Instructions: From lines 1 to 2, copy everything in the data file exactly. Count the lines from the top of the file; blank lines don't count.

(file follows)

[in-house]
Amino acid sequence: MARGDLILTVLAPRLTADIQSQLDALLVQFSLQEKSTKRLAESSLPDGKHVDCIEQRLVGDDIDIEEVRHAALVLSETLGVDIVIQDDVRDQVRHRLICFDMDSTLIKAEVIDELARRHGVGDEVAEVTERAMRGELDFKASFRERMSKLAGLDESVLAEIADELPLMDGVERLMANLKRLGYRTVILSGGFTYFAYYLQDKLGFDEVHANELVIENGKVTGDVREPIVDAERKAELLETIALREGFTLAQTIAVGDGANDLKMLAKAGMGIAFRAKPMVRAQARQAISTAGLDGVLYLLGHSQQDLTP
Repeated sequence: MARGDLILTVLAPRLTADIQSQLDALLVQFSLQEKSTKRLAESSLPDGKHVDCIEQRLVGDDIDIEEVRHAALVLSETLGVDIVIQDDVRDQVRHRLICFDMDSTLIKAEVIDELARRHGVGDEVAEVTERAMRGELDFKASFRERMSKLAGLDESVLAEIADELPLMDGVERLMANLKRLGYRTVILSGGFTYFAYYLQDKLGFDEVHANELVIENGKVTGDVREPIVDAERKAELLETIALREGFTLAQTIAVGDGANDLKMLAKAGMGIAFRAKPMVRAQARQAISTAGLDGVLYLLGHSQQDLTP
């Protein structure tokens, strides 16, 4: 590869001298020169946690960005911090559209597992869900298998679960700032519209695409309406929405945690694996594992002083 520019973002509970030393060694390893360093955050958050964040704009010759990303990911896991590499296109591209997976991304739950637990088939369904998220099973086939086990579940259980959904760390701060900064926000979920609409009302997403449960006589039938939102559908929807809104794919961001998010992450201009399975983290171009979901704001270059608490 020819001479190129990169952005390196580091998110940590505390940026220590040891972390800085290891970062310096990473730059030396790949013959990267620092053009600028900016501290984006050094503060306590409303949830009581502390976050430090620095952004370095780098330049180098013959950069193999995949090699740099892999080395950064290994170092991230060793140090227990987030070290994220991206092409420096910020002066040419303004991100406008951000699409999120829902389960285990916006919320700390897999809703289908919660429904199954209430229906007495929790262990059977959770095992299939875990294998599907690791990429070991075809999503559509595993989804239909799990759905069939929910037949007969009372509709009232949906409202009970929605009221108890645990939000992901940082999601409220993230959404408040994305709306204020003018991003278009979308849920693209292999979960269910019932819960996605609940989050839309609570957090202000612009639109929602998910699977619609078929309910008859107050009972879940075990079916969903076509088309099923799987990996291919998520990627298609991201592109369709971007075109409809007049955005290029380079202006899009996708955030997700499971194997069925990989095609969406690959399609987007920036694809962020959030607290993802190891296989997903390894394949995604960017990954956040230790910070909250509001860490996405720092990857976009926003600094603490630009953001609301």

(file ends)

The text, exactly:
[in-house]
Amino acid sequence: MARGDLILTVLAPRLTADIQSQLDALLVQFSLQEKSTKRLAESSLPDGKHVDCIEQRLVGDDIDIEEVRHAALVLSETLGVDIVIQDDVRDQVRHRLICFDMDSTLIKAEVIDELARRHGVGDEVAEVTERAMRGELDFKASFRERMSKLAGLDESVLAEIADELPLMDGVERLMANLKRLGYRTVILSGGFTYFAYYLQDKLGFDEVHANELVIENGKVTGDVREPIVDAERKAELLETIALREGFTLAQTIAVGDGANDLKMLAKAGMGIAFRAKPMVRAQARQAISTAGLDGVLYLLGHSQQDLTP